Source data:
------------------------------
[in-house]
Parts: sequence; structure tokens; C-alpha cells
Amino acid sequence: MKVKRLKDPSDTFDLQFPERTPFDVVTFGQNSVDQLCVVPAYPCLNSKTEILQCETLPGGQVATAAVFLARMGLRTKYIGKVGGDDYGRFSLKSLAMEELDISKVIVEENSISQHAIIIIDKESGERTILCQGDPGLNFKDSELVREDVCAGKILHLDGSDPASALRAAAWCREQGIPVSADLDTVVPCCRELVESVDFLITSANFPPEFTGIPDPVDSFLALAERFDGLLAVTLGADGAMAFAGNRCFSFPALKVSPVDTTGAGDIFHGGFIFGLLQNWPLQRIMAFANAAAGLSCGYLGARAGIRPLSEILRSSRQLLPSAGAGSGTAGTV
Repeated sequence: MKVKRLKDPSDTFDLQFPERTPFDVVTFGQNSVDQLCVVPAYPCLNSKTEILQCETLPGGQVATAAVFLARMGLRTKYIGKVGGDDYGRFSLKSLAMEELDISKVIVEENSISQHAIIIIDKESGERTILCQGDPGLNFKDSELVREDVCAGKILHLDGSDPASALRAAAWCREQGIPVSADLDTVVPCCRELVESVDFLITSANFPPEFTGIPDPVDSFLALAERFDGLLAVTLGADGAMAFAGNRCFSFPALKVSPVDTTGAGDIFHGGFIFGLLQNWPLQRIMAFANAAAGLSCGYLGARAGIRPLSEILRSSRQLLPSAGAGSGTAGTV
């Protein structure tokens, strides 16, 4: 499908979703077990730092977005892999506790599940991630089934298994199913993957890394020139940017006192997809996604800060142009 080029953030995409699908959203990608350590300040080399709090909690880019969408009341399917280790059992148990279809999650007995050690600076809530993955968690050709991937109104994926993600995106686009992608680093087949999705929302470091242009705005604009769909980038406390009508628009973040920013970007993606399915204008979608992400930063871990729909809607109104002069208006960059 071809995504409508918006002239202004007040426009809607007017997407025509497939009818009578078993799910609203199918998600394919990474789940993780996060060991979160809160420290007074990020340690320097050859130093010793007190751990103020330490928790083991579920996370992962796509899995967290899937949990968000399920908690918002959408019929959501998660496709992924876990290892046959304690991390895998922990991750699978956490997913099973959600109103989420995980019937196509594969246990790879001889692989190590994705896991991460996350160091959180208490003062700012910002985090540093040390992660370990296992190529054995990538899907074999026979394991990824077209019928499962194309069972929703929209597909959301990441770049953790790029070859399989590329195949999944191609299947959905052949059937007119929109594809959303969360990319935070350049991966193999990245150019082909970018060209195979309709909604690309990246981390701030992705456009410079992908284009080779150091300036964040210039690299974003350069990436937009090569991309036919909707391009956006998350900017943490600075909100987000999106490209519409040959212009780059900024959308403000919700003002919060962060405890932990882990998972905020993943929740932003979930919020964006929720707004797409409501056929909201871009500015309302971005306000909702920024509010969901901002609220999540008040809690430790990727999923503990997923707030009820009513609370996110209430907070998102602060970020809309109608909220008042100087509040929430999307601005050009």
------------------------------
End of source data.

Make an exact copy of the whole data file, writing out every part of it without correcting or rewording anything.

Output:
[in-house]
Parts: sequence; structure tokens; C-alpha cells
Amino acid sequence: MKVKRLKDPSDTFDLQFPERTPFDVVTFGQNSVDQLCVVPAYPCLNSKTEILQCETLPGGQVATAAVFLARMGLRTKYIGKVGGDDYGRFSLKSLAMEELDISKVIVEENSISQHAIIIIDKESGERTILCQGDPGLNFKDSELVREDVCAGKILHLDGSDPASALRAAAWCREQGIPVSADLDTVVPCCRELVESVDFLITSANFPPEFTGIPDPVDSFLALAERFDGLLAVTLGADGAMAFAGNRCFSFPALKVSPVDTTGAGDIFHGGFIFGLLQNWPLQRIMAFANAAAGLSCGYLGARAGIRPLSEILRSSRQLLPSAGAGSGTAGTV
Repeated sequence: MKVKRLKDPSDTFDLQFPERTPFDVVTFGQNSVDQLCVVPAYPCLNSKTEILQCETLPGGQVATAAVFLARMGLRTKYIGKVGGDDYGRFSLKSLAMEELDISKVIVEENSISQHAIIIIDKESGERTILCQGDPGLNFKDSELVREDVCAGKILHLDGSDPASALRAAAWCREQGIPVSADLDTVVPCCRELVESVDFLITSANFPPEFTGIPDPVDSFLALAERFDGLLAVTLGADGAMAFAGNRCFSFPALKVSPVDTTGAGDIFHGGFIFGLLQNWPLQRIMAFANAAAGLSCGYLGARAGIRPLSEILRSSRQLLPSAGAGSGTAGTV
């Protein structure tokens, strides 16, 4: 499908979703077990730092977005892999506790599940991630089934298994199913993957890394020139940017006192997809996604800060142009 080029953030995409699908959203990608350590300040080399709090909690880019969408009341399917280790059992148990279809999650007995050690600076809530993955968690050709991937109104994926993600995106686009992608680093087949999705929302470091242009705005604009769909980038406390009508628009973040920013970007993606399915204008979608992400930063871990729909809607109104002069208006960059 071809995504409508918006002239202004007040426009809607007017997407025509497939009818009578078993799910609203199918998600394919990474789940993780996060060991979160809160420290007074990020340690320097050859130093010793007190751990103020330490928790083991579920996370992962796509899995967290899937949990968000399920908690918002959408019929959501998660496709992924876990290892046959304690991390895998922990991750699978956490997913099973959600109103989420995980019937196509594969246990790879001889692989190590994705896991991460996350160091959180208490003062700012910002985090540093040390992660370990296992190529054995990538899907074999026979394991990824077209019928499962194309069972929703929209597909959301990441770049953790790029070859399989590329195949999944191609299947959905052949059937007119929109594809959303969360990319935070350049991966193999990245150019082909970018060209195979309709909604690309990246981390701030992705456009410079992908284009080779150091300036964040210039690299974003350069990436937009090569991309036919909707391009956006998350900017943490600075909100987000999106490209519409040959212009780059900024959308403000919700003002919060962060405890932990882990998972905020993943929740932003979930919020964006929720707004797409409501056929909201871009500015309302971005306000909702920024509010969901901002609220999540008040809690430790990727999923503990997923707030009820009513609370996110209430907070998102602060970020809309109608909220008042100087509040929430999307601005050009």